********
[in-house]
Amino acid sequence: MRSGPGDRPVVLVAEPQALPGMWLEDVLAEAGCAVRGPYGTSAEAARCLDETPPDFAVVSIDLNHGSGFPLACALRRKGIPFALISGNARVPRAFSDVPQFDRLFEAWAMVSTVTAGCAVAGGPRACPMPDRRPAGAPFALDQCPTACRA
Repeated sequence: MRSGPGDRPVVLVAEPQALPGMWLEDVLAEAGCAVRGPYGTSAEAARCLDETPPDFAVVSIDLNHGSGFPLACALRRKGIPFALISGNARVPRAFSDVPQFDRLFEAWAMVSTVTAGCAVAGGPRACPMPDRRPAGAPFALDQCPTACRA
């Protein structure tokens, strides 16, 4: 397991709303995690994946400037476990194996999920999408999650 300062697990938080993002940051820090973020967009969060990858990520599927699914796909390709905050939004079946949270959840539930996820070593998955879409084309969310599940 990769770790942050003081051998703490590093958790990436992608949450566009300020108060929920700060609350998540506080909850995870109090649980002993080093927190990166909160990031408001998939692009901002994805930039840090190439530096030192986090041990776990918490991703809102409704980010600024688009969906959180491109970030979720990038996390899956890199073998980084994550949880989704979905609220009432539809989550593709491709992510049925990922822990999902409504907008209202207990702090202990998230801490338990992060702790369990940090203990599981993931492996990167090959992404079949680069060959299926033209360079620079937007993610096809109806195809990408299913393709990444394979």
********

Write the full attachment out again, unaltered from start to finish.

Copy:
[in-house]
Amino acid sequence: MRSGPGDRPVVLVAEPQALPGMWLEDVLAEAGCAVRGPYGTSAEAARCLDETPPDFAVVSIDLNHGSGFPLACALRRKGIPFALISGNARVPRAFSDVPQFDRLFEAWAMVSTVTAGCAVAGGPRACPMPDRRPAGAPFALDQCPTACRA
Repeated sequence: MRSGPGDRPVVLVAEPQALPGMWLEDVLAEAGCAVRGPYGTSAEAARCLDETPPDFAVVSIDLNHGSGFPLACALRRKGIPFALISGNARVPRAFSDVPQFDRLFEAWAMVSTVTAGCAVAGGPRACPMPDRRPAGAPFALDQCPTACRA
């Protein structure tokens, strides 16, 4: 397991709303995690994946400037476990194996999920999408999650 300062697990938080993002940051820090973020967009969060990858990520599927699914796909390709905050939004079946949270959840539930996820070593998955879409084309969310599940 990769770790942050003081051998703490590093958790990436992608949450566009300020108060929920700060609350998540506080909850995870109090649980002993080093927190990166909160990031408001998939692009901002994805930039840090190439530096030192986090041990776990918490991703809102409704980010600024688009969906959180491109970030979720990038996390899956890199073998980084994550949880989704979905609220009432539809989550593709491709992510049925990922822990999902409504907008209202207990702090202990998230801490338990992060702790369990940090203990599981993931492996990167090959992404079949680069060959299926033209360079620079937007993610096809109806195809990408299913393709990444394979």